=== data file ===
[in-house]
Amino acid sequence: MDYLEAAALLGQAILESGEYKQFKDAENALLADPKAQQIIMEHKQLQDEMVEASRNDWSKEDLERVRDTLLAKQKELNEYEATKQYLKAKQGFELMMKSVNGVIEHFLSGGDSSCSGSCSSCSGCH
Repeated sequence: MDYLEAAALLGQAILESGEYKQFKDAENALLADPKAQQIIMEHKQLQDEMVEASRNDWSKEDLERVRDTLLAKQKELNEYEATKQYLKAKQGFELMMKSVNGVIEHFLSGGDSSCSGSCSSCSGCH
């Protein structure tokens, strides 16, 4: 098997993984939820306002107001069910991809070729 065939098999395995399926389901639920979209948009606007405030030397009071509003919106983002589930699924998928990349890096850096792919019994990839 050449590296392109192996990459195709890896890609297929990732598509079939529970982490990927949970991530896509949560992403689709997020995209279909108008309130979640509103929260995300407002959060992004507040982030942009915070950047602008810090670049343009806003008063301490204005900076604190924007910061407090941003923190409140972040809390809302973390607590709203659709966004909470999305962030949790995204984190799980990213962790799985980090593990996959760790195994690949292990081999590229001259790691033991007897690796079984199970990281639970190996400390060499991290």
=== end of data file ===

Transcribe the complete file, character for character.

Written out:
[in-house]
Amino acid sequence: MDYLEAAALLGQAILESGEYKQFKDAENALLADPKAQQIIMEHKQLQDEMVEASRNDWSKEDLERVRDTLLAKQKELNEYEATKQYLKAKQGFELMMKSVNGVIEHFLSGGDSSCSGSCSSCSGCH
Repeated sequence: MDYLEAAALLGQAILESGEYKQFKDAENALLADPKAQQIIMEHKQLQDEMVEASRNDWSKEDLERVRDTLLAKQKELNEYEATKQYLKAKQGFELMMKSVNGVIEHFLSGGDSSCSGSCSSCSGCH
């Protein structure tokens, strides 16, 4: 098997993984939820306002107001069910991809070729 065939098999395995399926389901639920979209948009606007405030030397009071509003919106983002589930699924998928990349890096850096792919019994990839 050449590296392109192996990459195709890896890609297929990732598509079939529970982490990927949970991530896509949560992403689709997020995209279909108008309130979640509103929260995300407002959060992004507040982030942009915070950047602008810090670049343009806003008063301490204005900076604190924007910061407090941003923190409140972040809390809302973390607590709203659709966004909470999305962030949790995204984190799980990213962790799985980090593990996959760790195994690949292990081999590229001259790691033991007897690796079984199970990281639970190996400390060499991290």